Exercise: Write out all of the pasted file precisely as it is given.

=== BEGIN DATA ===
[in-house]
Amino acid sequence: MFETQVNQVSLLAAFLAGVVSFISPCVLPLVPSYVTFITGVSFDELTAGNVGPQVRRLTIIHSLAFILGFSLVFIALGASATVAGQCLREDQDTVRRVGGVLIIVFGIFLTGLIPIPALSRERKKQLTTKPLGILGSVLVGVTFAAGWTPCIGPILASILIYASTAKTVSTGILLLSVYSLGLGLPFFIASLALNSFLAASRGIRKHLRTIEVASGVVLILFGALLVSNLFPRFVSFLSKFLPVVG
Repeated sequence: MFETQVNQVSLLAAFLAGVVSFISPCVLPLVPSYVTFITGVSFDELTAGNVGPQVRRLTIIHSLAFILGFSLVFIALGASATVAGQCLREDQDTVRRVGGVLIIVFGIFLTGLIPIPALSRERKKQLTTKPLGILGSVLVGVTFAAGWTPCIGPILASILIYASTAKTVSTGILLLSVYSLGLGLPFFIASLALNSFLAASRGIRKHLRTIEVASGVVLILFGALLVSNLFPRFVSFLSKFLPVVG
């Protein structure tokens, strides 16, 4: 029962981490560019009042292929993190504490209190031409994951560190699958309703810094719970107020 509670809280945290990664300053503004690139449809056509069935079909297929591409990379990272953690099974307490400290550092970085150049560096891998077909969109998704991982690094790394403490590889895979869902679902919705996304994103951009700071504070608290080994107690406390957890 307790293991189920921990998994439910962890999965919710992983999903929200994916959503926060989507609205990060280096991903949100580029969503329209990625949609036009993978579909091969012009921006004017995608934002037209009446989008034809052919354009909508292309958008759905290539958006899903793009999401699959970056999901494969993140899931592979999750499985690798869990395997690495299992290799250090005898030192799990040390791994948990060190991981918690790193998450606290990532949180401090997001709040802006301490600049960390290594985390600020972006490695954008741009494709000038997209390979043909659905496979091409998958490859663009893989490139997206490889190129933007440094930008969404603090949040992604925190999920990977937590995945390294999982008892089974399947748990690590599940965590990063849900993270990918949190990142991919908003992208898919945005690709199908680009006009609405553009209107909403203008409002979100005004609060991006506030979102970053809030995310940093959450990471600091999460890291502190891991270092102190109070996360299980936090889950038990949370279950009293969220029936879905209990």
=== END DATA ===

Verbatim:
[in-house]
Amino acid sequence: MFETQVNQVSLLAAFLAGVVSFISPCVLPLVPSYVTFITGVSFDELTAGNVGPQVRRLTIIHSLAFILGFSLVFIALGASATVAGQCLREDQDTVRRVGGVLIIVFGIFLTGLIPIPALSRERKKQLTTKPLGILGSVLVGVTFAAGWTPCIGPILASILIYASTAKTVSTGILLLSVYSLGLGLPFFIASLALNSFLAASRGIRKHLRTIEVASGVVLILFGALLVSNLFPRFVSFLSKFLPVVG
Repeated sequence: MFETQVNQVSLLAAFLAGVVSFISPCVLPLVPSYVTFITGVSFDELTAGNVGPQVRRLTIIHSLAFILGFSLVFIALGASATVAGQCLREDQDTVRRVGGVLIIVFGIFLTGLIPIPALSRERKKQLTTKPLGILGSVLVGVTFAAGWTPCIGPILASILIYASTAKTVSTGILLLSVYSLGLGLPFFIASLALNSFLAASRGIRKHLRTIEVASGVVLILFGALLVSNLFPRFVSFLSKFLPVVG
């Protein structure tokens, strides 16, 4: 029962981490560019009042292929993190504490209190031409994951560190699958309703810094719970107020 509670809280945290990664300053503004690139449809056509069935079909297929591409990379990272953690099974307490400290550092970085150049560096891998077909969109998704991982690094790394403490590889895979869902679902919705996304994103951009700071504070608290080994107690406390957890 307790293991189920921990998994439910962890999965919710992983999903929200994916959503926060989507609205990060280096991903949100580029969503329209990625949609036009993978579909091969012009921006004017995608934002037209009446989008034809052919354009909508292309958008759905290539958006899903793009999401699959970056999901494969993140899931592979999750499985690798869990395997690495299992290799250090005898030192799990040390791994948990060190991981918690790193998450606290990532949180401090997001709040802006301490600049960390290594985390600020972006490695954008741009494709000038997209390979043909659905496979091409998958490859663009893989490139997206490889190129933007440094930008969404603090949040992604925190999920990977937590995945390294999982008892089974399947748990690590599940965590990063849900993270990918949190990142991919908003992208898919945005690709199908680009006009609405553009209107909403203008409002979100005004609060991006506030979102970053809030995310940093959450990471600091999460890291502190891991270092102190109070996360299980936090889950038990949370279950009293969220029936879905209990």